The ASTM requirement of the mortar bar size for ASR length changing measurement is 25 × 25 × 285mm (long-thin bars) [16, 17]. However, bars of this size are long, slender and fragile. As the numbers of bars cast for testing in this study was very large with a planned test duration of up to 5 years, the main body of research was carried out using a bar size of 40 × 40 × 160 mm (short-fat bars). A subsidiary study examined the effect of bar sizes on ASR expansion using the ASTM C1260 and C227 prescribed bar size and the size adopted in the main research programme. It needs to clarify that the test criteria with the short-fat bars may be different to that of the long-thin bars. However, the recommended test criteria are adopted in this study for simplicity and comparison purpose.
2 Experimental details
Chemical composition of waste glass
Ordinary Portland cement (OPC) of strength class 42.5N to BS EN 197–1  with sodium oxide equivalent (Na2Oeq) of 0.6–0.65% was used to make the C1260 test specimens. High alkali Portland cement (HAPC) with Na2Oeq of 1.08% was used to prepare the C227 test specimens.
ASTM grading requirement for aggregate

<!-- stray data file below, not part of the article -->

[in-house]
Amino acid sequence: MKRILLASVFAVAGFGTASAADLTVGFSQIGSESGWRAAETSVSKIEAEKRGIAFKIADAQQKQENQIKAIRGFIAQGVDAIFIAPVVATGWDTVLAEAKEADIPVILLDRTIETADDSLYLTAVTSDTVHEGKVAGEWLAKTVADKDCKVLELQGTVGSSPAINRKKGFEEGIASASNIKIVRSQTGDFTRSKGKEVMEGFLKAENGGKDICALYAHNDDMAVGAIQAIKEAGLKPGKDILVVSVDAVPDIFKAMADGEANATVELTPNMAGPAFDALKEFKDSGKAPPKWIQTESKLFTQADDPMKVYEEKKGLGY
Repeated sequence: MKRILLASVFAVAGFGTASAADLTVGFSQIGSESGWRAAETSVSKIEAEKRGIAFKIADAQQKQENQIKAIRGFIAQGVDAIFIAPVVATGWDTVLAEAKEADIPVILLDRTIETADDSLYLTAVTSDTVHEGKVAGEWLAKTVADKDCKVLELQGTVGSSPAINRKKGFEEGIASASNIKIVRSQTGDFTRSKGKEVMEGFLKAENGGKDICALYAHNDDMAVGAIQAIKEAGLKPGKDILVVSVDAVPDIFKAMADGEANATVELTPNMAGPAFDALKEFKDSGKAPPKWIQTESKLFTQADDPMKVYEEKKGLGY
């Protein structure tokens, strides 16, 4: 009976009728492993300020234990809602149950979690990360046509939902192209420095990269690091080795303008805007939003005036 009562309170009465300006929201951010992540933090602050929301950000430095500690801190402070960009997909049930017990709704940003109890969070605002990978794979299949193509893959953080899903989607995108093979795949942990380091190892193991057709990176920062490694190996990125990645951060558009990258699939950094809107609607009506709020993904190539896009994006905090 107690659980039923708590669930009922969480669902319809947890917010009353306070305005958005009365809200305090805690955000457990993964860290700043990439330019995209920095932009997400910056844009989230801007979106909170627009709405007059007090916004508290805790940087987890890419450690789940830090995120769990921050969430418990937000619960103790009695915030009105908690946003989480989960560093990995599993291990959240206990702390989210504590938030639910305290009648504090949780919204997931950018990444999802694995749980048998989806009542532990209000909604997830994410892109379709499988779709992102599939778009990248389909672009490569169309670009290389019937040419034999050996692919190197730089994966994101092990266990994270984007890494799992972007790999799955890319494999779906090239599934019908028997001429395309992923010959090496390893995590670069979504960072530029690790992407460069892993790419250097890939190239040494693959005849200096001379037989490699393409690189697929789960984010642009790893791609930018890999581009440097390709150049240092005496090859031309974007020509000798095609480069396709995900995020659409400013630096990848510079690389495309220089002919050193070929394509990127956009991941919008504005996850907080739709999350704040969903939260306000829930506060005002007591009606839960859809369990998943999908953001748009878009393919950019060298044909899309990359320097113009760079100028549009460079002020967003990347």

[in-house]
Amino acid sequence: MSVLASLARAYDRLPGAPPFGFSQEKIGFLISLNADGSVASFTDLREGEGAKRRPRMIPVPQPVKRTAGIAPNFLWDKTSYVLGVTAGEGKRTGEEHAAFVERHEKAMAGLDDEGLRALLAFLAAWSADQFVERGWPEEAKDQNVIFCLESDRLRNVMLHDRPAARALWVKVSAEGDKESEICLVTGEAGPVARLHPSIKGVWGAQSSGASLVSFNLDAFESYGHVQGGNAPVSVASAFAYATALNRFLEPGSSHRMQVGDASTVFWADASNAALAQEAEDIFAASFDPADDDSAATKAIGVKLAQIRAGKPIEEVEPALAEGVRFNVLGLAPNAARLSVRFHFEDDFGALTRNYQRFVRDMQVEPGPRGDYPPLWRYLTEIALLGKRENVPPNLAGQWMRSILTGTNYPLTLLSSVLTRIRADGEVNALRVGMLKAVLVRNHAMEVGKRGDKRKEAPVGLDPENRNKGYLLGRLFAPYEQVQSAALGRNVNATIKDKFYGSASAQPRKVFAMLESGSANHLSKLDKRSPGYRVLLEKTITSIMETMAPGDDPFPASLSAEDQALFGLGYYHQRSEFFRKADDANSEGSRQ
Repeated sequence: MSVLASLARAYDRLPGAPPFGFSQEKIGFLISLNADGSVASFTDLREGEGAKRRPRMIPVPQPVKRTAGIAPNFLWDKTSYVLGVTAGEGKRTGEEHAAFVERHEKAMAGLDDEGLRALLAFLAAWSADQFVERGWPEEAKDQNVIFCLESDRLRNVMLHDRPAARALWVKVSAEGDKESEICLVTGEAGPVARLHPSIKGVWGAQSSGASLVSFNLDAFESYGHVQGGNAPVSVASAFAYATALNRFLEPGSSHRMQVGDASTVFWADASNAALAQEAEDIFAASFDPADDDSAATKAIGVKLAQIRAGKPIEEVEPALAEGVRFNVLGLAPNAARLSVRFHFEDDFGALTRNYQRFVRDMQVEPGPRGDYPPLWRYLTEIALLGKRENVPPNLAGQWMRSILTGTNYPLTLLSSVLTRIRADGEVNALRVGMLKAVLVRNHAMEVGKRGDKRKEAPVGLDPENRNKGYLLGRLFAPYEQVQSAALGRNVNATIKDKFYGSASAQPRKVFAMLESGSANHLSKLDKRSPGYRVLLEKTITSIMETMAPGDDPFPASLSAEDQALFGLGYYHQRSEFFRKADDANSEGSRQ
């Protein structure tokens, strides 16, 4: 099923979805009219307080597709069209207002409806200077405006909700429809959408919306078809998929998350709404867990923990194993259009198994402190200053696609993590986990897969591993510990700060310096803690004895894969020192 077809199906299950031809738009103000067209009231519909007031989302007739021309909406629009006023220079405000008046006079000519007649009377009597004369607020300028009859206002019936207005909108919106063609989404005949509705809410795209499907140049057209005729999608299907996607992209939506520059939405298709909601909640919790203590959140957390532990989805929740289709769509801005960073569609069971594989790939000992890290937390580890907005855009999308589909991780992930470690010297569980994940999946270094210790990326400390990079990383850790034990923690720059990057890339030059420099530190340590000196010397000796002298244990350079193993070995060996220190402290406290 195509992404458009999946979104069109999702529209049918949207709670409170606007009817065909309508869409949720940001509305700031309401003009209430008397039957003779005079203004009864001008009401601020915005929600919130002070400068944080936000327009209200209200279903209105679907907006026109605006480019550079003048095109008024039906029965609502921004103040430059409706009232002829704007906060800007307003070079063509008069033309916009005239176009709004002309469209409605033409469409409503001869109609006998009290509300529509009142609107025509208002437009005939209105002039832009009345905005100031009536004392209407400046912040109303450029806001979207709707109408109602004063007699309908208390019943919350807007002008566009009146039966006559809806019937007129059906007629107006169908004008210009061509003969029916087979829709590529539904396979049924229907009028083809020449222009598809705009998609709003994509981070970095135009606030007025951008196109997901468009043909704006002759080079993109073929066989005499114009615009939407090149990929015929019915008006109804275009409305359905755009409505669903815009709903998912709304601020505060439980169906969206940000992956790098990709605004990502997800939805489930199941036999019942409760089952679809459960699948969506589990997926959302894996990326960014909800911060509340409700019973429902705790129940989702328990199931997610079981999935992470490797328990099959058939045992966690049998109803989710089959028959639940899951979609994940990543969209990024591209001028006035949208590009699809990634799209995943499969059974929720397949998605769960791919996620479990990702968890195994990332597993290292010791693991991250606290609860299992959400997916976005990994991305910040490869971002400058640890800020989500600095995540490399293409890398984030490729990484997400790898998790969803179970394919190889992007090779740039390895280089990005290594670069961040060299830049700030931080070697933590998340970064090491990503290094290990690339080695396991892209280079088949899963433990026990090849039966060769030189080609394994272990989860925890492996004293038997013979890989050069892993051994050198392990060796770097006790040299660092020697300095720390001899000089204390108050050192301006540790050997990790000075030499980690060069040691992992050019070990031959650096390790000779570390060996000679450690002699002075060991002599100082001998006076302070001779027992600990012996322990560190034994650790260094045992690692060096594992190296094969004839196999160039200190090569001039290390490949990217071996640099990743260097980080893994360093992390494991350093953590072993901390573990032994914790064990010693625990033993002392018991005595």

2.2 Mix proportions and test procedures
2.2.1 ASTM C1260 test
Mortar proportions of cement: aggregate: water of 1:2.25:0.47 were used. For each mix, three 40 × 40 × 160 mm mortar bars were cast at room temperature and cured for (24 ± 2) hours at 20°C in plastic bags to sustain high ambient RH. After demoulding, these were stored at 80°C in water for another 24 h, then transferred and immersed in 1N NaOH at 80°C until test. The length change of the prisms was measured using a length comparator specified by BS 812-123. An initial reading was taken immediately after demoulding, a zero reading after storing in distilled water at 80°C for 24 h. Subsequent readings were taken following the C1260 test procedure within 1 min of removal from the 80°C alkali storage conditions.